Religious Institution’s Service Mark Protected

When Devon Park Restoration Branch of Jesus Christ’s Church ignored requests to cease and desist utilizing the name “Reorganized Church of Jesus Christ of Latter Day Saints,” the court enjoined the defendant from using it in Community of Christ Copyright Corp. v. Devon Park Restoration Branch of Jesus Christ’s Church, Case No. 4:08-CV-00906-GAF, 2009 WL 1106934 (W.D. Mo. April 23, 2009). The court presumed valid the plaintiff’s federally registered mark, found the mark had not been abandoned, and held that the defendant’s use of the mark created a likelihood of confusion, because it was the same mark, applied to the same type of use (e.g., religious services), and was geographically near the plaintiff’s headquarters.

Priest With Knowledge of Recording Not Liable for Fraudulent Concealment Because the Mississippi Supreme Court earlier found that the defendant priest had no fiduciary relationship with the plaintiff, the Court likewise held that the priest had no legal duty to disclose knowledge that the plaintiff was being recorded by her husband when he invited the two of them to his house to confront her over marital infidelity. Mabus v. St. James Episcopal Church, Case No. 2006-CA-02052-SCT, 2009 WL 1014907 (Miss. April 16, 2009). The tape was not introduced into evidence in their later divorce proceedings, but was influential to the husband’s expert in the award of child custody to him. Subsequently, the wife sued the priest, church and diocese for breach of fiduciary duty, fraudulent concealment, negligent misrepresentation, invasion of privacy, negligent infliction of emotional distress, negligent retention/supervision and clergy malpractice for the priest’s part in the undisclosed secretly recorded meeting. Concurring in result, select justices lamented the original decision finding that no fiduciary relationship exists, thus, leading to the majority result.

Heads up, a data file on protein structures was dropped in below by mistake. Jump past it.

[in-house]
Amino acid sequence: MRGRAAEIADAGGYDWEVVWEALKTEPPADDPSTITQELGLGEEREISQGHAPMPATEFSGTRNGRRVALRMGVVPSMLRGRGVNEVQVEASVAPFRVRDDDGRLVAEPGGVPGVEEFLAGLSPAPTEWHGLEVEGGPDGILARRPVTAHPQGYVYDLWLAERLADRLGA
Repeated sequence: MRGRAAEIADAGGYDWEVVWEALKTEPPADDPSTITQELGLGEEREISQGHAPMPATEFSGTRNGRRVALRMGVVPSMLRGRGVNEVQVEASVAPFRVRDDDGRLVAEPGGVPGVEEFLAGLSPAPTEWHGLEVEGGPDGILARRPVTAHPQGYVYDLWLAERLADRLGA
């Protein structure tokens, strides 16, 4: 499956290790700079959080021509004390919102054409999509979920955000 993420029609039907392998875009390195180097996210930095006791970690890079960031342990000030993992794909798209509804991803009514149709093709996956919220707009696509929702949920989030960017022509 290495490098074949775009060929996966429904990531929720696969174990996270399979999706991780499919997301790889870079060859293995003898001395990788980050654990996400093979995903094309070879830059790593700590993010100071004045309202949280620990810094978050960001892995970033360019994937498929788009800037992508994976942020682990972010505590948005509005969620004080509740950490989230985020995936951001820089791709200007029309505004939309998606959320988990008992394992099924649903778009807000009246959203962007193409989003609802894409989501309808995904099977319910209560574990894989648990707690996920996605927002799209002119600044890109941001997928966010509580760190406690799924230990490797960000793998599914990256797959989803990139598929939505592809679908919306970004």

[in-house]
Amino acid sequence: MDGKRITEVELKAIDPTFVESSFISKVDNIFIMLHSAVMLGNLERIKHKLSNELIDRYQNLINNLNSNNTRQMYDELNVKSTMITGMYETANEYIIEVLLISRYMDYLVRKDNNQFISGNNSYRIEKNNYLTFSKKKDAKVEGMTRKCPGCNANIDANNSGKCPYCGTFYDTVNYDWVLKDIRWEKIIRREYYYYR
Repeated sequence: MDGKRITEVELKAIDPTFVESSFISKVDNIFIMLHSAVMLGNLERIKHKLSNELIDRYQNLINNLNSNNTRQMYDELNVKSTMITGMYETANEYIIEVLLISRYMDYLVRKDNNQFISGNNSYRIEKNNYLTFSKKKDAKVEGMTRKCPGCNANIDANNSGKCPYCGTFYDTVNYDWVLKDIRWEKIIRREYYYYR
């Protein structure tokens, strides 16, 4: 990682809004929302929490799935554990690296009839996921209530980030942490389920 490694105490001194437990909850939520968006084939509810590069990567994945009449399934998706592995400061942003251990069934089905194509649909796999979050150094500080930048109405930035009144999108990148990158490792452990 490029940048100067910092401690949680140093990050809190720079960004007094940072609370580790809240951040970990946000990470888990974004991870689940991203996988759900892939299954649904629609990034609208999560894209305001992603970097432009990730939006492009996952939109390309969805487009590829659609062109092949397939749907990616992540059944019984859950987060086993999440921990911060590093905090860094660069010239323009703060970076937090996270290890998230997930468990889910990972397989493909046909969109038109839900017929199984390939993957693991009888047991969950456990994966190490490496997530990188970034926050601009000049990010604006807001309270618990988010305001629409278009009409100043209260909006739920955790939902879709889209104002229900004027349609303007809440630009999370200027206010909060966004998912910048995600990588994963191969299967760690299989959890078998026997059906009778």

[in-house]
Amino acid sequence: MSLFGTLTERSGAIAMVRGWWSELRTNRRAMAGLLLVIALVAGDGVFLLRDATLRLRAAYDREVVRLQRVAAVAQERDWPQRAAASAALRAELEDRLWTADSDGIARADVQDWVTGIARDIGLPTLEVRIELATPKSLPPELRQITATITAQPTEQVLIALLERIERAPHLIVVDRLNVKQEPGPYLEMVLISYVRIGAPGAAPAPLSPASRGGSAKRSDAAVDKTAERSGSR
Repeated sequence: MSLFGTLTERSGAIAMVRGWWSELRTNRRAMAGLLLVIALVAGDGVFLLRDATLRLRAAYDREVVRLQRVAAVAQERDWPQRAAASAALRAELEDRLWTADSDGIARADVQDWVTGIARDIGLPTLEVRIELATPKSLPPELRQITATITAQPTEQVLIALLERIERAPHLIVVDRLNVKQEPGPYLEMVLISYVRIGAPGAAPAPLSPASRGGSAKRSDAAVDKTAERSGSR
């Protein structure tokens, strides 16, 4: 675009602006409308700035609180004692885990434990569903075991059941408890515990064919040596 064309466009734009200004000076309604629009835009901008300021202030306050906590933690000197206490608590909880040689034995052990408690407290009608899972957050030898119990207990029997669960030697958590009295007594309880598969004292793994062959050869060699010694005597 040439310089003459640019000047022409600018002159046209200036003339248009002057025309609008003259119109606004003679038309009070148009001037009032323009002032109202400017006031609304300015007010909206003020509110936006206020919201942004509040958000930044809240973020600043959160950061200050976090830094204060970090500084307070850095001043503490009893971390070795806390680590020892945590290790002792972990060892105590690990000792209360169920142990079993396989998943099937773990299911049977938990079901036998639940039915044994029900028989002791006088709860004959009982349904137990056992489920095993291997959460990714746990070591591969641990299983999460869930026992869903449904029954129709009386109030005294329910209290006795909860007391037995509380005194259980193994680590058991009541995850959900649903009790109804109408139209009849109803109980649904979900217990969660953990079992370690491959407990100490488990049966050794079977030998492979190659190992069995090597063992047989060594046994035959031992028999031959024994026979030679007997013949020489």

Religious Institutions in the News

President Obama has met with stiff congressional resistance to his proposal to cap the charitable-giving deduction in the tax code at not more than 28 percent of the amount of the contribution for taxpayers with annual income in excess of $250,000. Hearings on the subject are now promised.

For details on the President’s proposal, see

The Swine Flu scare is affecting churches as Americans go out less to avoid germs. See  

A new survey shows the percentage of Americans calling themselves “Christian” dropped from 86 percent in 1990 to 76 percent earlier this year while the percent saying they had no affiliation jumped from 8 percent to 15 percent. See 

Many religious nonprofits are weathering the economic downturn better than anticipated by promoting personal attachments between donors and the subjects of their donations. See 

Religious Institutions Update: Lex Est Sanctio Sancta is a monthly update on issues pertaining to religious institutions.